When Victoria Belcourt was born in Lac Ste. Anne on Nov. 19, 1861, the formation of Canada as a country was still almost six years away. Her home community and the territory surrounding it was under the control of the Hudson's Bay Company (HBC) and wouldn't become part of the new country of Canada until 1869, when the HBC would sell Rupert's Land to the federal government.
Victoria spent her entire life living in the Lac Ste. Anne area-a life that spanned more than a century. She was five years old when Canada was formed. She was almost 44 when Alberta became a province. She was alive when the first treaties were signed in Western Canada and was there to witness first-hand the decimation of the buffalo herds that had once been the mainstay of her people.
Victoria's father, Alexis Belcourt, was French; her mother, Nancy Rowand, was Métis. Her father supported the family by farming, hunting and trapping, and occasionally did some freighting. Her mother was a medicine woman, and shared her knowledge of healing plants with her daughter.
Victoria was 13 years old when she joined the buffalo hunt for the first time. The families going on the hunt left Lac Ste. Anne in the spring after fields had been sowed and gardens planted.
Victoria travelled with her mother during the hunt. As a medicine woman, it would be her mother's job to care for the men thrown from their horses while chasing down the buffalo.
The people from Lac Ste. Anne would set out for the hunt first, joined along the way by Métis from St. Albert. By the time they arrived at the hunting grounds, about 100 families would be assembled, Victoria said in her recollections of those days long gone.
She described the buffalo herd as a "dark solid moving mass."
"We, of those days, never could believe the buffalo would ever be killed off, for there were thousands and thousands," she recalled.
While the Cree and Blackfoot still used bows and arrows, the Métis used guns for the hunt, she said. When a buffalo was killed, the women would go and bring the meat in, while the girls worked to keep the fires going, creating smoke to keep the flies away as the meat was hung.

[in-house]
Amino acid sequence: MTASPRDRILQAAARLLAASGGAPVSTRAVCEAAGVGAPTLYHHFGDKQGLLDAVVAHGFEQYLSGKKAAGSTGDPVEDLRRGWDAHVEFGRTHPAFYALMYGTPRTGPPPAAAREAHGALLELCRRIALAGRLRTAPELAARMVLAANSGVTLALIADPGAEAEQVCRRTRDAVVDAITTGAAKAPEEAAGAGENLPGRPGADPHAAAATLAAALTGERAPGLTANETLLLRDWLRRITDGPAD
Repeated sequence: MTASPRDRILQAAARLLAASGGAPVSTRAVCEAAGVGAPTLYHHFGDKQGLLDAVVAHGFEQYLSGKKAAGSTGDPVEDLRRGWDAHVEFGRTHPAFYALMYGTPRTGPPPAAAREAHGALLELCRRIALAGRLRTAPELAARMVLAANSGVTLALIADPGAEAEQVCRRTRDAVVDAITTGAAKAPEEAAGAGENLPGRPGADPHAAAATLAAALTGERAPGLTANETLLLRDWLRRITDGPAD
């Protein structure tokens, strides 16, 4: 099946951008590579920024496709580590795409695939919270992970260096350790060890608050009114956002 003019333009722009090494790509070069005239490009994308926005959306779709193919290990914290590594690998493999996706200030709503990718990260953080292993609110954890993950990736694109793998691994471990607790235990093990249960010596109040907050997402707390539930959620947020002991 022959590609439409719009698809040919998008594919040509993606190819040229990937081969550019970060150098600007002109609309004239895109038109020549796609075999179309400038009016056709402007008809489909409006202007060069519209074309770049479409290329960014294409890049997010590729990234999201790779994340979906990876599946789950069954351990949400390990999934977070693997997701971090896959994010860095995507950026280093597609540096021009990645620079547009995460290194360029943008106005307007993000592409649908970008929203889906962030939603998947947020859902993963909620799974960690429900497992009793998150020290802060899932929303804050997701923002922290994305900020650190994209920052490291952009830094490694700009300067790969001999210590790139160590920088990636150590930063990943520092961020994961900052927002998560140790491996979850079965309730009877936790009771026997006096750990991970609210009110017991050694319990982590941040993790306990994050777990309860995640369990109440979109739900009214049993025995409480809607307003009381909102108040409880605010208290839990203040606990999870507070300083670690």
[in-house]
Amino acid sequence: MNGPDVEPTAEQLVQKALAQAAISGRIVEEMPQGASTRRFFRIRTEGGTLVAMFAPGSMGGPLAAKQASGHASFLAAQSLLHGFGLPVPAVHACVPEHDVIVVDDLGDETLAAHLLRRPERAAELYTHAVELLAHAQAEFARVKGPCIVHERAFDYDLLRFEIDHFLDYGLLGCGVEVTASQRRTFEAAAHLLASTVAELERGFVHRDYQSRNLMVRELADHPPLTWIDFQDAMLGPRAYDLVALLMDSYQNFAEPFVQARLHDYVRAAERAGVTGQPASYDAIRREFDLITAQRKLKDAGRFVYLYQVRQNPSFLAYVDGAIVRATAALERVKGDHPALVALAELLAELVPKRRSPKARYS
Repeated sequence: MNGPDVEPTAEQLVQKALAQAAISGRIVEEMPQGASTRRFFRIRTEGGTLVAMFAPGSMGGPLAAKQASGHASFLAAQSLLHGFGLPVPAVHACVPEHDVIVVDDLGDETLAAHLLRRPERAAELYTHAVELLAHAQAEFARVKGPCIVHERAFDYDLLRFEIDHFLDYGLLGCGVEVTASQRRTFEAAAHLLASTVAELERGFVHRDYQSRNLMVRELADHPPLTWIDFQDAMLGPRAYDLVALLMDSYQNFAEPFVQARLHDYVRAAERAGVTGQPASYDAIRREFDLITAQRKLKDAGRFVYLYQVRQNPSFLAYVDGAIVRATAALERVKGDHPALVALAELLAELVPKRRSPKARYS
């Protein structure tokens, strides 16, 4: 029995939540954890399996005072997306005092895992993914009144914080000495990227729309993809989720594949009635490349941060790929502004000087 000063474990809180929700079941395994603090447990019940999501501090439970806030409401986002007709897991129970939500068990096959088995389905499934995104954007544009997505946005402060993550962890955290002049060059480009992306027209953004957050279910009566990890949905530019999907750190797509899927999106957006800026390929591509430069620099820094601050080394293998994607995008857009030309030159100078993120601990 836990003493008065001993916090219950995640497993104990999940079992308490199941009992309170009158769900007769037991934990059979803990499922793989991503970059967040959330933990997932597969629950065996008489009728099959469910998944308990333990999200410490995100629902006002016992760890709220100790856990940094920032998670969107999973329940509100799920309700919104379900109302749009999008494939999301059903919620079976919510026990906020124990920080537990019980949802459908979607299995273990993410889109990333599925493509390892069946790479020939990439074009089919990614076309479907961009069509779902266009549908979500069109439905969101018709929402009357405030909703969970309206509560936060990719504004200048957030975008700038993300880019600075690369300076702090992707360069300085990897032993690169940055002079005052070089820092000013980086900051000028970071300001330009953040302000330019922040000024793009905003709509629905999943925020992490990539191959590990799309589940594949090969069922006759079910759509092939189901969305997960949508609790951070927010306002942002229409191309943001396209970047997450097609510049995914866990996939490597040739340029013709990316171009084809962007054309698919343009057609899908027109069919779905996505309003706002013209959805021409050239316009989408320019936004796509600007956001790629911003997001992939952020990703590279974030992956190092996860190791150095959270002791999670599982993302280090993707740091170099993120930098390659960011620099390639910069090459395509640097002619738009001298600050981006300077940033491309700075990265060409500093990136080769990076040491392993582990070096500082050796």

Before the trip home, the dried meat would be pounded into a pulp and mixed with sun-dried Saskatoon berries and grease to make pemmican, then sewn up in buffalo robes to help preserve it. Another hunt would take place in the fall.
When she was 17, Victoria married Louis Callihoo, a young Métis man who grew up in the area. Together they had 12 children, six sons and six daughters.
The Callihoos were a farming family, although they also owned and operated a sawmill for a time and later a hotel in Lac Ste. Anne. The couple spent some time living on the Michel Reserve and some time living in Lac Ste. Anne. Both husband and wife worked as teamsters for the HBC, driving freight teams between Edmonton and Athabasca Landing.
After Louis died of cancer in 1926, Victoria continued to live in the family home, with numerous family members and friends around to ensure she was never lonely or had to do without. She continued to live on her own until she was 101. She moved in with one of her daughters for a time, then spent her last days in the Youville Home in St. Albert.
In her later years, Victoria decided her wealth of memories and experiences should be preserved for future generations, and she took on the role of Métis historian. She is credited with writing a number of articles for the Alberta Historical Review, chronicling her life as a young Métis woman on the Prairies in the 1800s, as well as relaying stories of even earlier times shared with her by others.